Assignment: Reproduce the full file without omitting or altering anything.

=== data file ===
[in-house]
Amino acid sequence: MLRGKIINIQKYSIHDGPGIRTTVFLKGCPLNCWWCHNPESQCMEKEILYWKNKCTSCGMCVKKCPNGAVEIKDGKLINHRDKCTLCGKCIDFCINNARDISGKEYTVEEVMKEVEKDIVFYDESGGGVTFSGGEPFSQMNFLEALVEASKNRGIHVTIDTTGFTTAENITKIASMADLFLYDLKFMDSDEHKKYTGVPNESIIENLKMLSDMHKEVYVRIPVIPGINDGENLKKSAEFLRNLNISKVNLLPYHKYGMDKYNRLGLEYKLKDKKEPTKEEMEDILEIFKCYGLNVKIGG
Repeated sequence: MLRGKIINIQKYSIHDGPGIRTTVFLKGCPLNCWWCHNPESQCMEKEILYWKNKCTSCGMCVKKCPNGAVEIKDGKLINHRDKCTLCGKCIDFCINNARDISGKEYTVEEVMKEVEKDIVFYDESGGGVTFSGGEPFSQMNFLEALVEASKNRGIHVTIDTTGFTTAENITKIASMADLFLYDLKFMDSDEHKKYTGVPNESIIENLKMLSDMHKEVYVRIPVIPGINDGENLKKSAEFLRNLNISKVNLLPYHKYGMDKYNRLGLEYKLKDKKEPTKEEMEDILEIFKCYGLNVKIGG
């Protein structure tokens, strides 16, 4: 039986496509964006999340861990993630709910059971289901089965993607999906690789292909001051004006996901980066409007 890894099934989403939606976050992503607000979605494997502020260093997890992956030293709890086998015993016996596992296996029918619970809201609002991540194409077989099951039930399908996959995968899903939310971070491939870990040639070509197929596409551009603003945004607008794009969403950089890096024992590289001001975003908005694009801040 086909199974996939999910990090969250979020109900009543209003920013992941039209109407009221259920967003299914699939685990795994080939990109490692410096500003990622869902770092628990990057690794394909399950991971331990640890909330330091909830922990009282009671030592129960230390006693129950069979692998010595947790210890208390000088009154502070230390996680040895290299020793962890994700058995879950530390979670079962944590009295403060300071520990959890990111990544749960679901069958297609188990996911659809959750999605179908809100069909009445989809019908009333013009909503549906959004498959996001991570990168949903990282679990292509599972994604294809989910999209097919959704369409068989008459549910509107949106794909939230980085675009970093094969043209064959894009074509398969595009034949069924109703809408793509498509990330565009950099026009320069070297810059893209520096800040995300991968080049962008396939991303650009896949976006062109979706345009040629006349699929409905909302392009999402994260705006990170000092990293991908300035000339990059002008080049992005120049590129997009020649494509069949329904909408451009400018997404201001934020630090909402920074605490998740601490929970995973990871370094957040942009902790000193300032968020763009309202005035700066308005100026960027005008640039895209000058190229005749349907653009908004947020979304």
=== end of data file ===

[in-house]
Amino acid sequence: MLRGKIINIQKYSIHDGPGIRTTVFLKGCPLNCWWCHNPESQCMEKEILYWKNKCTSCGMCVKKCPNGAVEIKDGKLINHRDKCTLCGKCIDFCINNARDISGKEYTVEEVMKEVEKDIVFYDESGGGVTFSGGEPFSQMNFLEALVEASKNRGIHVTIDTTGFTTAENITKIASMADLFLYDLKFMDSDEHKKYTGVPNESIIENLKMLSDMHKEVYVRIPVIPGINDGENLKKSAEFLRNLNISKVNLLPYHKYGMDKYNRLGLEYKLKDKKEPTKEEMEDILEIFKCYGLNVKIGG
Repeated sequence: MLRGKIINIQKYSIHDGPGIRTTVFLKGCPLNCWWCHNPESQCMEKEILYWKNKCTSCGMCVKKCPNGAVEIKDGKLINHRDKCTLCGKCIDFCINNARDISGKEYTVEEVMKEVEKDIVFYDESGGGVTFSGGEPFSQMNFLEALVEASKNRGIHVTIDTTGFTTAENITKIASMADLFLYDLKFMDSDEHKKYTGVPNESIIENLKMLSDMHKEVYVRIPVIPGINDGENLKKSAEFLRNLNISKVNLLPYHKYGMDKYNRLGLEYKLKDKKEPTKEEMEDILEIFKCYGLNVKIGG
């Protein structure tokens, strides 16, 4: 039986496509964006999340861990993630709910059971289901089965993607999906690789292909001051004006996901980066409007 890894099934989403939606976050992503607000979605494997502020260093997890992956030293709890086998015993016996596992296996029918619970809201609002991540194409077989099951039930399908996959995968899903939310971070491939870990040639070509197929596409551009603003945004607008794009969403950089890096024992590289001001975003908005694009801040 086909199974996939999910990090969250979020109900009543209003920013992941039209109407009221259920967003299914699939685990795994080939990109490692410096500003990622869902770092628990990057690794394909399950991971331990640890909330330091909830922990009282009671030592129960230390006693129950069979692998010595947790210890208390000088009154502070230390996680040895290299020793962890994700058995879950530390979670079962944590009295403060300071520990959890990111990544749960679901069958297609188990996911659809959750999605179908809100069909009445989809019908009333013009909503549906959004498959996001991570990168949903990282679990292509599972994604294809989910999209097919959704369409068989008459549910509107949106794909939230980085675009970093094969043209064959894009074509398969595009034949069924109703809408793509498509990330565009950099026009320069070297810059893209520096800040995300991968080049962008396939991303650009896949976006062109979706345009040629006349699929409905909302392009999402994260705006990170000092990293991908300035000339990059002008080049992005120049590129997009020649494509069949329904909408451009400018997404201001934020630090909402920074605490998740601490929970995973990871370094957040942009902790000193300032968020763009309202005035700066308005100026960027005008640039895209000058190229005749349907653009908004947020979304």